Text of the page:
Its relevant to make a correction in the May 23 column that Rockaway obtained no recognizable benefit from Coastal Zone Management dollars the State got some of which it delivered to the City (paragraph 8). Also its Corresponding Secretary of the Arverne Community Team (ACT) Sarah Colson’s pensive expression that is being referred to (paragraph 12).

And in the May 30 column the reference is to the Koch (not rich) Mayoralty that did not include significant recreational-economic development in the former Oceanview mini-city proposal for the renewal areas, e.g. At­lantis. It’s in Riverhead, Long Island, and has a Marine Park theme-aquarium included (paragraph 7). Also there is no complete environmental impact statement for Sanitation Department lot cleaning according to the Office of Management and budget that co-ad­ministers the HUD lot-cleaning grant with the Department of City Planning (paragraph 13).

So Rockaway has certainly earmarked for interesting stuff and not been treated as coastal zone as much as some activists have tried! Some further research of files on coastal matters is from the minutes of the Ja­maica Bay Task Force of 1999 (and a jump from the 1983 reference in the previous column) as follows: "Water­front Revitalization Plan of the NYC Department of City Planning by Omie Medford Ryan (I believe she re­tired with no replacement). The WRP is a compilation of policies on Coastal Zone Management for New York City. The original plan (Comprehensive Water­front Plan) published in 1992 included 56 policies were revised as 10 policy formats, which address all waterfront issues including housing. Although the WRP is a citywide planning document, it covers all of Ja­maica Bay as a planning entity. The document has been submitted to the New York State Department of State (agency in charge of Coastal Zone Management in New York State) and to the National Oceanic and Atmos­pheric Adminis­tration (NOAA; federal agency responsible for Coastal Zone management) for their approval. In re­vising the original Comprehensive Waterfront Plan, the Department of City Planning worked with Com­mun­ity Boards, which will be involved with the implementation stage. R. Yamuder from the Queens Borough President’s office offered to give the Department of City Planning assistance in assembling local stakeholders during implementation."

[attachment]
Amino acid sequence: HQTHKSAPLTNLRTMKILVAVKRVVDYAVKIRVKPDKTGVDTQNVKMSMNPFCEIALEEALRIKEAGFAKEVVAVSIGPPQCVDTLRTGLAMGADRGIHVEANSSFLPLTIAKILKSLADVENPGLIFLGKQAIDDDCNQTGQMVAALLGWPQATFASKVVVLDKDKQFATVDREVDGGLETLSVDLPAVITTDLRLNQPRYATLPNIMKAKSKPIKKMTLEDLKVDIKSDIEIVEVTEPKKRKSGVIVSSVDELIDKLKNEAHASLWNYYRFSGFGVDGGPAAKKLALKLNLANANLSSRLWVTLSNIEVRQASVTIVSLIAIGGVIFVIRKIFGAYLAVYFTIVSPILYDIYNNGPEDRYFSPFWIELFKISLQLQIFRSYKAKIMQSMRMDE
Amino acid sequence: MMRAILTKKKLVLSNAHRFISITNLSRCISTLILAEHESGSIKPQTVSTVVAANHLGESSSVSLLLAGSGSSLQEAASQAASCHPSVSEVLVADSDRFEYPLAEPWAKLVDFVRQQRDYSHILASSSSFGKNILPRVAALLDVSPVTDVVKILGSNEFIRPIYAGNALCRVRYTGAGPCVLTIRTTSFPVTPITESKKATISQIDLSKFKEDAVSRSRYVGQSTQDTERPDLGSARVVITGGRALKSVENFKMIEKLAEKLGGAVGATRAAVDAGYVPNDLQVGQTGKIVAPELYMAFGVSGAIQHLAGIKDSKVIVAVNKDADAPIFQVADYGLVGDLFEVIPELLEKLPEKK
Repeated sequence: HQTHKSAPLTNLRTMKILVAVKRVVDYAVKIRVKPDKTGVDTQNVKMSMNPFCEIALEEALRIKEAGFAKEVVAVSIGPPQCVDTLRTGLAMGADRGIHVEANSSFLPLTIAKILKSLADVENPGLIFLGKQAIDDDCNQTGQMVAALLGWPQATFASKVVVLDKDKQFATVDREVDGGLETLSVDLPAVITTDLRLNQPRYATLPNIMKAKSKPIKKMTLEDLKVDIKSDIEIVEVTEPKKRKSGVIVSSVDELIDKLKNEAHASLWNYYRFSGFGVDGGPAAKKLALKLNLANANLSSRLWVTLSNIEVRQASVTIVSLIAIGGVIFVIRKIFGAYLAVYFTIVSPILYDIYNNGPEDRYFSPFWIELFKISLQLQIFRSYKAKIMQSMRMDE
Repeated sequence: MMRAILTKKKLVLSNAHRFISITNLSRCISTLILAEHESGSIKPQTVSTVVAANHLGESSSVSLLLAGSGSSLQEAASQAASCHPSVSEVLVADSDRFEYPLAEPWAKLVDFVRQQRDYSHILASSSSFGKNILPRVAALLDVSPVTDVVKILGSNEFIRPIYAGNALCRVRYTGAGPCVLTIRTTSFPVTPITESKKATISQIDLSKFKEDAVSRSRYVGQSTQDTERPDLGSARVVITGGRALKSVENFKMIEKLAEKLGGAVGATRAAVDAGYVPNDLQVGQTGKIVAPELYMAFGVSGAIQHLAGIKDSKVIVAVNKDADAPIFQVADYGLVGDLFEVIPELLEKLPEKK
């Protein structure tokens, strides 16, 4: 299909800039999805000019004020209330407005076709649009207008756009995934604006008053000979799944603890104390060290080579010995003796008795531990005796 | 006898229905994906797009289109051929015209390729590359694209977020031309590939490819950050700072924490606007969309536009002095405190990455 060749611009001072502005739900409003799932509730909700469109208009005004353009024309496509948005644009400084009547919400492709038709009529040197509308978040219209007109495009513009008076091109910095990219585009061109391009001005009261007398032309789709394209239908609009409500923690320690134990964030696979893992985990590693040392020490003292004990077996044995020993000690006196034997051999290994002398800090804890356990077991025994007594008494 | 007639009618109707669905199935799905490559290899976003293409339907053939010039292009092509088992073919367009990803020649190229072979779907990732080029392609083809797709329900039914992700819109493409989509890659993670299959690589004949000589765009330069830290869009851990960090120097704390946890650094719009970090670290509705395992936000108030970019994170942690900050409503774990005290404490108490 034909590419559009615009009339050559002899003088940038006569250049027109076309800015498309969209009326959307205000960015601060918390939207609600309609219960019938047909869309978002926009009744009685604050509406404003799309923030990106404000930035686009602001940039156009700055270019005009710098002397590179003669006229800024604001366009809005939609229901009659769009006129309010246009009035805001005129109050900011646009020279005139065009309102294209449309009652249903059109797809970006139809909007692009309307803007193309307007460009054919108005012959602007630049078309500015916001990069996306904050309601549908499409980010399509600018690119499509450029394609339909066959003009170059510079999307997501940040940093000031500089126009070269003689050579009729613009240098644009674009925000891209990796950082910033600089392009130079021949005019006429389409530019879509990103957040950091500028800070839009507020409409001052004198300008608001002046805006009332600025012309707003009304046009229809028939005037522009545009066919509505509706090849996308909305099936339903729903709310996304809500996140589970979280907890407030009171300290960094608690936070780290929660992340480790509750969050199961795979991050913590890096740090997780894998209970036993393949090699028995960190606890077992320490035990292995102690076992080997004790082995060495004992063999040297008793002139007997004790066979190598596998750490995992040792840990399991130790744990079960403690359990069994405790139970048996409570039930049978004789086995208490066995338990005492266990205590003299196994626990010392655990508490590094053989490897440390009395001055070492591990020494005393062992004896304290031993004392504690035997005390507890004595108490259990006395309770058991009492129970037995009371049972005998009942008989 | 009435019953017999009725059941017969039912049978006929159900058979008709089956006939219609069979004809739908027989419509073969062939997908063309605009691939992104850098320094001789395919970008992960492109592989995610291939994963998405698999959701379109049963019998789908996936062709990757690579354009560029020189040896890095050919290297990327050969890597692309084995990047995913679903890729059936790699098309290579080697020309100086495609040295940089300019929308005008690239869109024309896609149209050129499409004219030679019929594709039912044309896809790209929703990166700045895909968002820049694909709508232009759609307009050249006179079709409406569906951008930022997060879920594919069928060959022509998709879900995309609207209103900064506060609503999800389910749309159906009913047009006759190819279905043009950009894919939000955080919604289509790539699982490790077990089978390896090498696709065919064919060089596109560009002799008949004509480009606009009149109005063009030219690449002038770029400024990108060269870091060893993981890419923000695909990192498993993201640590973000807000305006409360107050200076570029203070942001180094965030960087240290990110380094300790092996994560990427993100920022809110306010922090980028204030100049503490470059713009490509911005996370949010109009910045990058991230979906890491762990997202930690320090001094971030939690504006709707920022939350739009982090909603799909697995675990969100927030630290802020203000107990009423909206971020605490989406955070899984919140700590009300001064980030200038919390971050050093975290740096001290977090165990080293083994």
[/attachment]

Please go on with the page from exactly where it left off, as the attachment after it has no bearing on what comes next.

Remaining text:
As best recalled I kept the City from splitting Jamaica Bay into a right half and a left in its Jamaica Bay treatment. John Baxter, activist and theater producer/actor, says the City has received more than 5.5 million dollars the State New York State Department of State got the NOAA for planning waterfronts (that I know of). If its true what a shame that more of it has not come to revitalize the Rockaway coastal zone!

Return to top

Email Us
Contact Us

Copyright 1999 - 2016 Wave Publishing Co. All Rights Reserved

Neighborhoods | History



Check Out News Podcasts at Blog Talk Radio with Riding the Wave with Mark Healey on BlogTalkRadio